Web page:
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The Colony of Unrequited Dreams


Wayne Johnston is a brilliant and accomplished writer' Annie Proulx

Shortlisted for two major literary awards in Canada, Wayne Johnston's epic novel of his native Newfoundland has been universally praised in the United States and in Britain. Taking the career of Newfoundland's first premier, Joseph Smallwood, as its starting point, it is a mystery, a love story and a tragi-comic elegy to an impossible country stranded on the brink of the world.

'Ambitious and sweeping . . . it weaves around Smallwood a glowing fiction threaded through with the story of the island itself. As with The Shipping News, the unforgiving landscape of the island is wonderfully captured' Dominic Bradbury, The Times

'An insider's paean of love and regret for his vanished land' Marcel Berlins, National Post (Ottowa)

'Mesmerizing . . . a novel of cavernous complexity that nevertheless doesn't overwhelm the reader, who can repose in pure narrative without a second thought' Luc Sante, New York Times Book Review

'A long, impassioned, absorbing novel . . . bravura storytelling' Denis Drabelle, Washington Post

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Wayne Johnston

Wayne Johnston was born and raised in Goulds, Newfoundland. After a brief stint in pre-Med, Wayne obtained a BA in English from Memorial University. He worked as a reporter for the St. John's Daily News before deciding to devote himself full-time to writing.

En route to being published, Wayne earned an MA (Creative Writing) from the University of New Brunswick. Then he got off to a quick start. His first book, The Story of Bobby O'Malley, published when he was just 27 years old, won the WH Smith/Books in Canada First Novel award for the best first novel published in the English language in Canada in that year. Subsequent books consistently received critical praise and increasing public attention. The Divine Ryans was adapted to the silver screen in a production starring Academy Award winner Pete Postlethwaite - Wayne wrote the screenplay. Baltimore's Mansion, a memoire dealing with his grandfather, his father and Wayne himself was tremendously well received and won the most prestigious prize for creative non-fiction awarded in Canada - the Charles Taylor Prize. Both The Colony of Unrequited Dreams and The Navigator of New York spent extended periods of time on bestseller lists in Canada and have also been published in the US, Britain, Germany, Holland, China and Spain. Colony was identified by the Globe and Mail newspaper as one of the 100 most important Canadian books ever produced (including both fiction and non-fiction).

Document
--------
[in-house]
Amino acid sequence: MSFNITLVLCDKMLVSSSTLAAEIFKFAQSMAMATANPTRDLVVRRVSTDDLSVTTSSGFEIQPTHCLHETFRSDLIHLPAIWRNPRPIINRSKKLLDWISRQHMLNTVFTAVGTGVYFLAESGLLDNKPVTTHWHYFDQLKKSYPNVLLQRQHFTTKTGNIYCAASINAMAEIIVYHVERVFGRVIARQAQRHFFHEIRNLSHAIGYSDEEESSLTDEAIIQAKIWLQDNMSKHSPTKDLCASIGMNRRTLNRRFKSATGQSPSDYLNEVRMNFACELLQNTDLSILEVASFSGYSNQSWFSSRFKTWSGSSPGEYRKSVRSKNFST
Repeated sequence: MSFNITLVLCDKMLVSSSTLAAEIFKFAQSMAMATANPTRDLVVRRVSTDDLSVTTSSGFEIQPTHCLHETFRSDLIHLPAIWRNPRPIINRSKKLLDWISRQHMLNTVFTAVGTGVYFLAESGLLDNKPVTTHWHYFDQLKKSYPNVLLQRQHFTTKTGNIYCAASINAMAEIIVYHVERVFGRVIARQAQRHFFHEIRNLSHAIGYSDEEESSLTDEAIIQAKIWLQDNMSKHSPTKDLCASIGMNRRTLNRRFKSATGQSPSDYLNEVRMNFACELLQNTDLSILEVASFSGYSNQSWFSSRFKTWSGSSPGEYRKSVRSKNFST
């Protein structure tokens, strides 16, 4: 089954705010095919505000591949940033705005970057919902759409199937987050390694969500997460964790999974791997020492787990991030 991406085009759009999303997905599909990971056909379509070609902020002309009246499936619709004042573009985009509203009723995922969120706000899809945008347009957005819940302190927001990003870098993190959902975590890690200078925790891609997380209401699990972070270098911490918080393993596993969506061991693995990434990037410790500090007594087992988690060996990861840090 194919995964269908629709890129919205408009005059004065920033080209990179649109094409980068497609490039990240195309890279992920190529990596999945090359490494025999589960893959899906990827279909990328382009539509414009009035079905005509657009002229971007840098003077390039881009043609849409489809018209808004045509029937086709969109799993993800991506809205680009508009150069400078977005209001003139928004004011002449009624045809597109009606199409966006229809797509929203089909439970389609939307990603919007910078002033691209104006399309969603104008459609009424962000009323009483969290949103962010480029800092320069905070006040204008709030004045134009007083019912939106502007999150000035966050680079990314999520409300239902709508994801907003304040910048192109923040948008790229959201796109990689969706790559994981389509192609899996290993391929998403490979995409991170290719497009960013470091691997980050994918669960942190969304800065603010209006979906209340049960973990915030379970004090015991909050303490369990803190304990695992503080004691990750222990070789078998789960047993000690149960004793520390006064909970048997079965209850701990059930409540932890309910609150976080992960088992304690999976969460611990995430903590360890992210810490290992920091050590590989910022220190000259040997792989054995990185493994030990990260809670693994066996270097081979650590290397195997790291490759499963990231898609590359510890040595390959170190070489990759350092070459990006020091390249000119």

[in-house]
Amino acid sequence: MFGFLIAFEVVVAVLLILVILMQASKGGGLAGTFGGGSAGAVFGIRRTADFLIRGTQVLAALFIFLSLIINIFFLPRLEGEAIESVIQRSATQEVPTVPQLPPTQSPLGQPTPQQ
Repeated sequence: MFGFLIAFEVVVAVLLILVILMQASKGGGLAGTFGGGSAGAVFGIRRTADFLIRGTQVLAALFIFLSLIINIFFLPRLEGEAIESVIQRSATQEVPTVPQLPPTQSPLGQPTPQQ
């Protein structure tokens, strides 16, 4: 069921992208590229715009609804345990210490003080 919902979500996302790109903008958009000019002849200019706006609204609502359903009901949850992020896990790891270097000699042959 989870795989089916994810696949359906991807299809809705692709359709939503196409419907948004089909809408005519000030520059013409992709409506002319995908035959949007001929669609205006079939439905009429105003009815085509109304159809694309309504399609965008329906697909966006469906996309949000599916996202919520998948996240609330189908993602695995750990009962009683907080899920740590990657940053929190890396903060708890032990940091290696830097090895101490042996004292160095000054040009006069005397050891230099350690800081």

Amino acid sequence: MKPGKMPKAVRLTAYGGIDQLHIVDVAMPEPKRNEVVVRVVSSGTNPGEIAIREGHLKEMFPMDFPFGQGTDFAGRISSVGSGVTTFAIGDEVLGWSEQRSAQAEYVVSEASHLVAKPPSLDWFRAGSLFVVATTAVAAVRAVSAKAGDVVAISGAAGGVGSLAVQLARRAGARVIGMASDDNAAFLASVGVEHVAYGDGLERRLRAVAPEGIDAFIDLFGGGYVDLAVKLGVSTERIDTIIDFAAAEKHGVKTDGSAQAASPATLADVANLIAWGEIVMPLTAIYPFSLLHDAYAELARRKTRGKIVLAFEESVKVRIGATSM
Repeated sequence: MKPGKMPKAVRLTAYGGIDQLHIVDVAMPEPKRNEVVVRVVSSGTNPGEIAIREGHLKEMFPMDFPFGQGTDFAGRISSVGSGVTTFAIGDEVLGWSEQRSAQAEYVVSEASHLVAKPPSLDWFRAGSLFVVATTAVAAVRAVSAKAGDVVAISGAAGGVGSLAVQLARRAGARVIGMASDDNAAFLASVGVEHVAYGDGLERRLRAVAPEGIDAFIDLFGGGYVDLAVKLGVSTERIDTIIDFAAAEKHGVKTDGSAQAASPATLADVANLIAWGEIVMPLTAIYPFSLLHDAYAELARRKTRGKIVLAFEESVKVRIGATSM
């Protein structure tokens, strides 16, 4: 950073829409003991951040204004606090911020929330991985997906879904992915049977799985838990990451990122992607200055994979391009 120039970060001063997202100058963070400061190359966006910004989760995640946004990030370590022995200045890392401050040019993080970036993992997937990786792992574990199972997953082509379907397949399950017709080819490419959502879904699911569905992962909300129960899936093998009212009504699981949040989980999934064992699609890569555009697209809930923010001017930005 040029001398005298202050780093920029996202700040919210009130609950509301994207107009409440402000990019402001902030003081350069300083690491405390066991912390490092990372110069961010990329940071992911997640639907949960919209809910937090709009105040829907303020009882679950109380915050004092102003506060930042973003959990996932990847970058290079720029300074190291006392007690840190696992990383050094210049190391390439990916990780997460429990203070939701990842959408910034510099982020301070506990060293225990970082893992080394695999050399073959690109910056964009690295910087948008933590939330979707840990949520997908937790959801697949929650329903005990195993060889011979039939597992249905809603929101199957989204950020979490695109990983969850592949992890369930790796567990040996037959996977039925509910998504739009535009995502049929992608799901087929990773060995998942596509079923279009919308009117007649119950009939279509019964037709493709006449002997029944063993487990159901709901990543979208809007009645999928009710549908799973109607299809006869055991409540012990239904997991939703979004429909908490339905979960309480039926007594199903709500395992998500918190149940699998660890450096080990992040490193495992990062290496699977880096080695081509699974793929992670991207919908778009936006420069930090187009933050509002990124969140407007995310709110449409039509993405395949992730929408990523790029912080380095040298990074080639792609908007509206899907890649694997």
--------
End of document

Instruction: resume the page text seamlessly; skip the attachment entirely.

Wayne has always been something of a natural athlete - for example, he was once part of a championship ball-hockey team. Luckily (in retrospect) when he was still in the formative stages of considering future career paths, his ice hockey equipment, which was carefully stowed in a garbage bag in the basement was accidentally put out with the trash. The world of literature benefited; is is possible that the National Hockey League lost a star in the process?

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